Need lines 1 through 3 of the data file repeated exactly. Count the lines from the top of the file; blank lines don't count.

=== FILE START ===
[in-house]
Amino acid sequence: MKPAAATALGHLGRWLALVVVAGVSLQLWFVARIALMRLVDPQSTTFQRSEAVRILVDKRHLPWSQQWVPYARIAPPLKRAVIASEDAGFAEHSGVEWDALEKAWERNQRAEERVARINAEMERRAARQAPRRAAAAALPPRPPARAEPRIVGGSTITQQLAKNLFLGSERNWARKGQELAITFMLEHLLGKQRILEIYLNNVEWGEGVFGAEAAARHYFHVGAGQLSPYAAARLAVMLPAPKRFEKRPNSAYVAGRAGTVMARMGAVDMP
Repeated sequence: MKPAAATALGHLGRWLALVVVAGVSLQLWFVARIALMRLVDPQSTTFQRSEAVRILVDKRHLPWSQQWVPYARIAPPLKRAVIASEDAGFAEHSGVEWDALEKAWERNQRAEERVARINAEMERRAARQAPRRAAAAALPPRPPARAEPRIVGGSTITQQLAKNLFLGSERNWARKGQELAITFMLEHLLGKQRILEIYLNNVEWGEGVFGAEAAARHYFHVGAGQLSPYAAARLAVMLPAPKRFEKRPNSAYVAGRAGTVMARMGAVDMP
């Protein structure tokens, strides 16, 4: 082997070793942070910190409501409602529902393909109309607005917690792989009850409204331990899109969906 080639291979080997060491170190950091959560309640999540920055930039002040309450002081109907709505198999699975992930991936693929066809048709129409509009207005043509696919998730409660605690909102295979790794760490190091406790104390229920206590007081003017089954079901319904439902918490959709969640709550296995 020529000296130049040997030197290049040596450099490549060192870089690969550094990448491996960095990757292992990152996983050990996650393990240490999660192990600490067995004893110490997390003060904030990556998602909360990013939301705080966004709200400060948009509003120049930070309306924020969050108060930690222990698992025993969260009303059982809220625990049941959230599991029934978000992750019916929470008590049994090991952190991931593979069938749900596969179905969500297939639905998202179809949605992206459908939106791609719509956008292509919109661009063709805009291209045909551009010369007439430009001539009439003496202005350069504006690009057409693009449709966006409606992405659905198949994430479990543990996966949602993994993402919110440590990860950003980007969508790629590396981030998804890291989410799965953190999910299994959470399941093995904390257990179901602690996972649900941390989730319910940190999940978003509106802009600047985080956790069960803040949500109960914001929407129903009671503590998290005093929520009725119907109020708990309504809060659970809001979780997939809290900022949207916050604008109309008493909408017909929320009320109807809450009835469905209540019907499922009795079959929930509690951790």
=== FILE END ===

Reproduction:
[in-house]
Amino acid sequence: MKPAAATALGHLGRWLALVVVAGVSLQLWFVARIALMRLVDPQSTTFQRSEAVRILVDKRHLPWSQQWVPYARIAPPLKRAVIASEDAGFAEHSGVEWDALEKAWERNQRAEERVARINAEMERRAARQAPRRAAAAALPPRPPARAEPRIVGGSTITQQLAKNLFLGSERNWARKGQELAITFMLEHLLGKQRILEIYLNNVEWGEGVFGAEAAARHYFHVGAGQLSPYAAARLAVMLPAPKRFEKRPNSAYVAGRAGTVMARMGAVDMP
Repeated sequence: MKPAAATALGHLGRWLALVVVAGVSLQLWFVARIALMRLVDPQSTTFQRSEAVRILVDKRHLPWSQQWVPYARIAPPLKRAVIASEDAGFAEHSGVEWDALEKAWERNQRAEERVARINAEMERRAARQAPRRAAAAALPPRPPARAEPRIVGGSTITQQLAKNLFLGSERNWARKGQELAITFMLEHLLGKQRILEIYLNNVEWGEGVFGAEAAARHYFHVGAGQLSPYAAARLAVMLPAPKRFEKRPNSAYVAGRAGTVMARMGAVDMP